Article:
Do’s and Don’ts for Home Office Professionalism
Now that the majority of us are working from home, I thought I’d send along a quick list of do’s and don’ts for ensuring maximum home office professionalism—and perhaps improving efficiency:
1. Meetings will be shorter, you will look and sound better on camera, and you may even burn more calories if you invest in a standing desk. I like Versadesk and they are cleverly having a sale right now.
2. If you’re working on a big project, you can easily “expand” the size of your office by incorporating pages from a Post-It Table Top Pad: these white board-sized Post Its are a great way to give a conference-room sized feel to a closet-sized office. (As you can see, in the picture above, they are a perennial feature of my office.)
3. A countdown clock is a great way to ensure you stay on task.
4. It might also be useful to get a countdown clock for your family room to help younger members of your “staff” remember when you will be available to them again.
5. Sometimes people have trouble believing that you are actually working. To reinforce this boundary, I recommend:
- Starting conversations with “What can I do for you?” as opposed to, “How are you?”
- Rehearsing a few phrases you can use to move the conversation along. For example, “Oh, Hi – I’m working toward a deadline…just in the middle of finishing a project…etc. May I call you back tonight?”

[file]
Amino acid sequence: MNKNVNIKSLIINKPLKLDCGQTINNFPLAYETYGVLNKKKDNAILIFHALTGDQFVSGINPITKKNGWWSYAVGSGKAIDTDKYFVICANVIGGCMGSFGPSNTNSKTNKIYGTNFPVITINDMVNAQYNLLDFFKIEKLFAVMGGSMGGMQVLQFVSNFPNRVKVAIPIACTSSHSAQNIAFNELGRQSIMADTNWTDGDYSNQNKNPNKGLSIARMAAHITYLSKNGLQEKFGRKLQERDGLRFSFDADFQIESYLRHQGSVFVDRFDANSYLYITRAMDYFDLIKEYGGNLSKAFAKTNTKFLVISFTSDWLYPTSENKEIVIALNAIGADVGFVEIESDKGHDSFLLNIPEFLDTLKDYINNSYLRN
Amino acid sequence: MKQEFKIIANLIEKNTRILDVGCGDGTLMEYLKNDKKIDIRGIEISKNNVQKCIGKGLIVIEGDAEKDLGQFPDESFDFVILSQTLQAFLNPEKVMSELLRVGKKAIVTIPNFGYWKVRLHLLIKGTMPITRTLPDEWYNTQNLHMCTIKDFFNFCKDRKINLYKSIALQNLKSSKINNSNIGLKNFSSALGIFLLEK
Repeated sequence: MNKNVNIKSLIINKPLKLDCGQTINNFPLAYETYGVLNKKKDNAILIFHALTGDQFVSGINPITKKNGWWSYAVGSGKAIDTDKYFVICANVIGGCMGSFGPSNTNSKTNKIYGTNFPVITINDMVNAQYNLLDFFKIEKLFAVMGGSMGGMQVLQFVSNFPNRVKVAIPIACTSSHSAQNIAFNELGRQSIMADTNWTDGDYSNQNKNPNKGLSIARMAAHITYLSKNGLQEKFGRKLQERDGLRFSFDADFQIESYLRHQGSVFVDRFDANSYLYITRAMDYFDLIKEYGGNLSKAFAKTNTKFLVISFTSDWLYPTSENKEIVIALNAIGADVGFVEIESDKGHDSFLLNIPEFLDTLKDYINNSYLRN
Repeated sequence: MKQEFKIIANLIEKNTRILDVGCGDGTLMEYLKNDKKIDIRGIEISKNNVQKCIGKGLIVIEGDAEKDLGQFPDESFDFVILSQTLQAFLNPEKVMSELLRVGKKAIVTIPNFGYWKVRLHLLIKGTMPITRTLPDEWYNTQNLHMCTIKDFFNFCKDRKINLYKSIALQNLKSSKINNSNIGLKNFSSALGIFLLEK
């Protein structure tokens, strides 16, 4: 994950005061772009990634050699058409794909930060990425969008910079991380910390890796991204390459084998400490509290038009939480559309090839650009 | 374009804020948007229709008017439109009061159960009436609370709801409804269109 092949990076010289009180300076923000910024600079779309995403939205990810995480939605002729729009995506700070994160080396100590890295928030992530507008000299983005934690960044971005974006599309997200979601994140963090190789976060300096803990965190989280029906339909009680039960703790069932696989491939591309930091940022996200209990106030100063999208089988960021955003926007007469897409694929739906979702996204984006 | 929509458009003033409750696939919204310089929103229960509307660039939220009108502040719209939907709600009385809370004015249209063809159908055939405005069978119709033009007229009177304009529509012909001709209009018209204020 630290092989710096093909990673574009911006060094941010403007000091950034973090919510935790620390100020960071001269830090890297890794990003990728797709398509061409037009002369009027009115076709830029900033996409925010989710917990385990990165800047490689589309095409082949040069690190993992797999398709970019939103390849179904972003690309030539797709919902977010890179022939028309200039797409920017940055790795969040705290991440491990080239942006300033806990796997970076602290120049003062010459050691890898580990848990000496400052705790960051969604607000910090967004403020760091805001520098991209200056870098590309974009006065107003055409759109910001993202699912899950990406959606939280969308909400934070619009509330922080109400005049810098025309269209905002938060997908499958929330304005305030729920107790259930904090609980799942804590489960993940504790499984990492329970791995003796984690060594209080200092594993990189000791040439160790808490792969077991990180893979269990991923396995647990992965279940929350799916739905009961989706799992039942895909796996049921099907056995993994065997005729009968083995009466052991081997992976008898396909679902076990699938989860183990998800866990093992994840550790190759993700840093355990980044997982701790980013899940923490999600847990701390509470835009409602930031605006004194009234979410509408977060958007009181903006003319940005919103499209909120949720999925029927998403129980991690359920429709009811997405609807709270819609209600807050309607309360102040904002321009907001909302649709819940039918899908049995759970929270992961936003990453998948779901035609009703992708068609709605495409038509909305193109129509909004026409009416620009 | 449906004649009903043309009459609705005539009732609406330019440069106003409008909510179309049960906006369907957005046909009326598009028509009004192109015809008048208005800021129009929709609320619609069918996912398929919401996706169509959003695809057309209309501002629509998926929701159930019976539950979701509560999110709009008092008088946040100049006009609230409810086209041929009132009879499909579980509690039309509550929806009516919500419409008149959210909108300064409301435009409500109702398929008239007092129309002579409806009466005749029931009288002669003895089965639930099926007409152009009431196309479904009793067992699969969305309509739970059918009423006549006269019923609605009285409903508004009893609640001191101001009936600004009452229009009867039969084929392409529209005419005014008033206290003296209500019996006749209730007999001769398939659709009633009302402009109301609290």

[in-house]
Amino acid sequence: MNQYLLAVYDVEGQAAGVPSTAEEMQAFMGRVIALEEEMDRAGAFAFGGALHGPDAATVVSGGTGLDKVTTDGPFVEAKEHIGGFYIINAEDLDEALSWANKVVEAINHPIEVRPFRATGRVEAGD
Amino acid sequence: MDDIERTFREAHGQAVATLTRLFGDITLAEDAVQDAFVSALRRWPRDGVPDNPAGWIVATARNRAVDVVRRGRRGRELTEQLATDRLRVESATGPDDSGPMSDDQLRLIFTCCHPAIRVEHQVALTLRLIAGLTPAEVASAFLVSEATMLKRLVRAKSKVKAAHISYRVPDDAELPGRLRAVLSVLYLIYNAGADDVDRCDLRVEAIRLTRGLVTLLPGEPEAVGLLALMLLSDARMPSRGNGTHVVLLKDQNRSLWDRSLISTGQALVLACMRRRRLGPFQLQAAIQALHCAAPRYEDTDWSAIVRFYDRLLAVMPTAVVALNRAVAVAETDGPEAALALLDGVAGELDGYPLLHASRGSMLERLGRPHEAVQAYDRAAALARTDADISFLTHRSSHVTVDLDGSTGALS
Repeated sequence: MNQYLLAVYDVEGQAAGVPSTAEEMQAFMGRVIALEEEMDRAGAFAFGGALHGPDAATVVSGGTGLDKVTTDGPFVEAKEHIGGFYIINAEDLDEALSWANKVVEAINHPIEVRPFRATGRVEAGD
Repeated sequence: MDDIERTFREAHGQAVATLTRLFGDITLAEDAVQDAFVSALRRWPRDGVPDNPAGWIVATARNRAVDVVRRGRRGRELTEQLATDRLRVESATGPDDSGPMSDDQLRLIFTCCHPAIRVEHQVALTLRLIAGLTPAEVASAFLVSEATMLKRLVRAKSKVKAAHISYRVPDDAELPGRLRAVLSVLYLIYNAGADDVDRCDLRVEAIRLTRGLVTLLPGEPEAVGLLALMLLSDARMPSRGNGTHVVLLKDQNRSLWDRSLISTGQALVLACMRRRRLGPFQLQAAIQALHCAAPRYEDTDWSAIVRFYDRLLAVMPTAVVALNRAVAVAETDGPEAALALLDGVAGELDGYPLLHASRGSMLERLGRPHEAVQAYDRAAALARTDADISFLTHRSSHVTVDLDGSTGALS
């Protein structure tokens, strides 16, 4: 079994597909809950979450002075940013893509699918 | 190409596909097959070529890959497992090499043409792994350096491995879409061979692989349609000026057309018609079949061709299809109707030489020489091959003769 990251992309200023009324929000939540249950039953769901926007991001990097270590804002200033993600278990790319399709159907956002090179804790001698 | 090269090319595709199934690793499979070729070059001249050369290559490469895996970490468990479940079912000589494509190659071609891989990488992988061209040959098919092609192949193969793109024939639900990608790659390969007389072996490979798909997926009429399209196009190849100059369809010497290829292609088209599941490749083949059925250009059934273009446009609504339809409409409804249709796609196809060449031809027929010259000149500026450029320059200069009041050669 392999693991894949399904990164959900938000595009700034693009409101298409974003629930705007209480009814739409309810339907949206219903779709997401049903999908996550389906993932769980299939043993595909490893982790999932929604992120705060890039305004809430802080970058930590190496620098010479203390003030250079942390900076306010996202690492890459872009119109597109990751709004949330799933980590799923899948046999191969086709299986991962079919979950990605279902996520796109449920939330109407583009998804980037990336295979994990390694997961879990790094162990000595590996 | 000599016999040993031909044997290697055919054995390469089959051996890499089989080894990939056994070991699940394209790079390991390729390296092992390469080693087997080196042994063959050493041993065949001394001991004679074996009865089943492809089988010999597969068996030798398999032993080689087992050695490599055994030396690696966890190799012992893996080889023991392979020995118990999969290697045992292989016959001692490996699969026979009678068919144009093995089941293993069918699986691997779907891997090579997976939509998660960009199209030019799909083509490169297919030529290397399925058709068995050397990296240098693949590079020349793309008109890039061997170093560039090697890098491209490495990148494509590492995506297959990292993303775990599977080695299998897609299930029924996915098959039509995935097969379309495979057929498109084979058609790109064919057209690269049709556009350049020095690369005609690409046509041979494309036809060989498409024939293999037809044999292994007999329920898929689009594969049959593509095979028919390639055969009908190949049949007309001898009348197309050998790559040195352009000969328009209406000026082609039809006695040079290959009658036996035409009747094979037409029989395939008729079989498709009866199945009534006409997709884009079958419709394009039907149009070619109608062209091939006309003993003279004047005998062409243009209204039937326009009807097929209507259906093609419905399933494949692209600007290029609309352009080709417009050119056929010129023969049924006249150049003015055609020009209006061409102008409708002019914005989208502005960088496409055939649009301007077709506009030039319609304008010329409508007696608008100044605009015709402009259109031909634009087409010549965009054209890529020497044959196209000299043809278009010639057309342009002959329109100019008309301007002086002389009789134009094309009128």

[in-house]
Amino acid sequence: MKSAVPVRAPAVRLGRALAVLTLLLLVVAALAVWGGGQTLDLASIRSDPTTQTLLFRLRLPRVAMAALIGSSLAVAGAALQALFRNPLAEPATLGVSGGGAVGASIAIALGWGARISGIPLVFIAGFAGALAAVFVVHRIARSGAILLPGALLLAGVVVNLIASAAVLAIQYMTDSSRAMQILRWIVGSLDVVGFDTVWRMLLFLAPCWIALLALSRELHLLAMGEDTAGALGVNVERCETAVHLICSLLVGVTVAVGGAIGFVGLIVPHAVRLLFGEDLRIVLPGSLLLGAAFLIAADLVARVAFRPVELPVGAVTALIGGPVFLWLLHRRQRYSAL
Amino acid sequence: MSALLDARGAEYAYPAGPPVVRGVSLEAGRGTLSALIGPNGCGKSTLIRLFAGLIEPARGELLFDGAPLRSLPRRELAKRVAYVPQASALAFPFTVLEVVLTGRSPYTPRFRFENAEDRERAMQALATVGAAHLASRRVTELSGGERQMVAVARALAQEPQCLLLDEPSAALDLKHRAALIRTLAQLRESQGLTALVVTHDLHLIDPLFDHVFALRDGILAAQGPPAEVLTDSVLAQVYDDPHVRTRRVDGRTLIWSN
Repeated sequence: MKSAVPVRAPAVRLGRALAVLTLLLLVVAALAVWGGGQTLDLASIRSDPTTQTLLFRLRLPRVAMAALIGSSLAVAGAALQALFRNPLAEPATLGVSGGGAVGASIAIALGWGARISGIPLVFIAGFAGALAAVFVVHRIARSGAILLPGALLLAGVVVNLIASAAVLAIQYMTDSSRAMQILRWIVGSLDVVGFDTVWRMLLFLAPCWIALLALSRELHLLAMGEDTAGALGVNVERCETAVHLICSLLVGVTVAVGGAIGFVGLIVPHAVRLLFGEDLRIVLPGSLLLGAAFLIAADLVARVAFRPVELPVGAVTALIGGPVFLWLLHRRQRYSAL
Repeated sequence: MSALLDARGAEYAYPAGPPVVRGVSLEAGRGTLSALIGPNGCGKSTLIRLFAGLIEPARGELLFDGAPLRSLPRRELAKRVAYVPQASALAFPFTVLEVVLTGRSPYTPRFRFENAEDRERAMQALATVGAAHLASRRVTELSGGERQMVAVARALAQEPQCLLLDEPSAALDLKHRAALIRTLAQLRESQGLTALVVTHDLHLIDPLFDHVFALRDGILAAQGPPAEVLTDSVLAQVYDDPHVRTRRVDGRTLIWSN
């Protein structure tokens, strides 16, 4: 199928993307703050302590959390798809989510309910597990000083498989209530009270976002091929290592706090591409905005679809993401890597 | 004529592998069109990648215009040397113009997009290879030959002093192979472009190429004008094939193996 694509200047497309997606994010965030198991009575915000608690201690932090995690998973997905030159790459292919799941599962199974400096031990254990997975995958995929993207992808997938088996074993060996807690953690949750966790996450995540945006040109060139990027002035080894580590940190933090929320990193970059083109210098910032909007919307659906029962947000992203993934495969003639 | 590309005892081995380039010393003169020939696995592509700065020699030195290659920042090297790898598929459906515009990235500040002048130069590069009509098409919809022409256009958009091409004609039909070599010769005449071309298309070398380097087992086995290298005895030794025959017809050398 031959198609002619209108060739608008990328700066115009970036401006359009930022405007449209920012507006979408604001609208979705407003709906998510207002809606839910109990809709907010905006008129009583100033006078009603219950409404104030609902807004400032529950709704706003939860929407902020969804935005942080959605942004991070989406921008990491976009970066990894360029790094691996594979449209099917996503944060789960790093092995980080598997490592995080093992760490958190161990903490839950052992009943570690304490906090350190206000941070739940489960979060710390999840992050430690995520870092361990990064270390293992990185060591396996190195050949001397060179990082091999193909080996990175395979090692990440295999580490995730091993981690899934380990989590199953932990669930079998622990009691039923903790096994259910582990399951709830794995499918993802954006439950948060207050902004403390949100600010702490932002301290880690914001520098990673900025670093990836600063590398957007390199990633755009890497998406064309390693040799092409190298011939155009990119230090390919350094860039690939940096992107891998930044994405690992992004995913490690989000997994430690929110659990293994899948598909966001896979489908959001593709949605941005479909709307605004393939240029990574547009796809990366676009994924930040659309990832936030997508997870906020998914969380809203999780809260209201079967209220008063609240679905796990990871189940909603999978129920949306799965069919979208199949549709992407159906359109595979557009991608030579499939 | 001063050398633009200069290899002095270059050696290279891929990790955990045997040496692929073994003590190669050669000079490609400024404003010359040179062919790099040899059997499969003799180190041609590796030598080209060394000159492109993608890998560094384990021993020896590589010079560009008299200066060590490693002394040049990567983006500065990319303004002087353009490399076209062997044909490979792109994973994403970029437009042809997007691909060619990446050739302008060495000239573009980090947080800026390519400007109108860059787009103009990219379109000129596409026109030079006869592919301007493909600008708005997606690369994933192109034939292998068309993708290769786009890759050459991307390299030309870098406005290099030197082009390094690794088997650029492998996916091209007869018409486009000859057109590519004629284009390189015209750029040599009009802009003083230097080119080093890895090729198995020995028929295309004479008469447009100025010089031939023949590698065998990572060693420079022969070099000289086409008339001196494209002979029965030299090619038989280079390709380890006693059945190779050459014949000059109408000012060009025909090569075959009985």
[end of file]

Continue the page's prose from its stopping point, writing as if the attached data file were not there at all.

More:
6. If your meeting begins at 1 p.m., be online by 12:55. (After all, you would build in extra time if you were on your way to an onsite meeting.) Have the email/telephone number of the organizer in front of you so you are prepared should you run into a technical difficulty.
7. If you have to trouble shoot, stay in the present. Saying things like, “This worked fine yesterday,” (hopefully) isn’t something you’d hear from in-office tech support.
8. If you’re on a group meeting, mute yourself when you’re not speaking. I am sure you will have controlled for interruptions from kids/pets/partners but the best laid plans…
9. As noted in my post “Don’t Work in a Goat’s Stomach”, plan to do a “sweep” of your office at least twice day to rid yourself of banana peels, old coffee cups, etc. Physical clutter breeds mental clutter.
10. While it’s so so tempting to spend the day in your pajamas (or less), getting dressed in a semblance of work clothes is likely to boost your productivity—at least put on pants.
For a quick recap of do’s and don’ts for presenting your best self on camera check out “When You’re Ready for Your Close Up”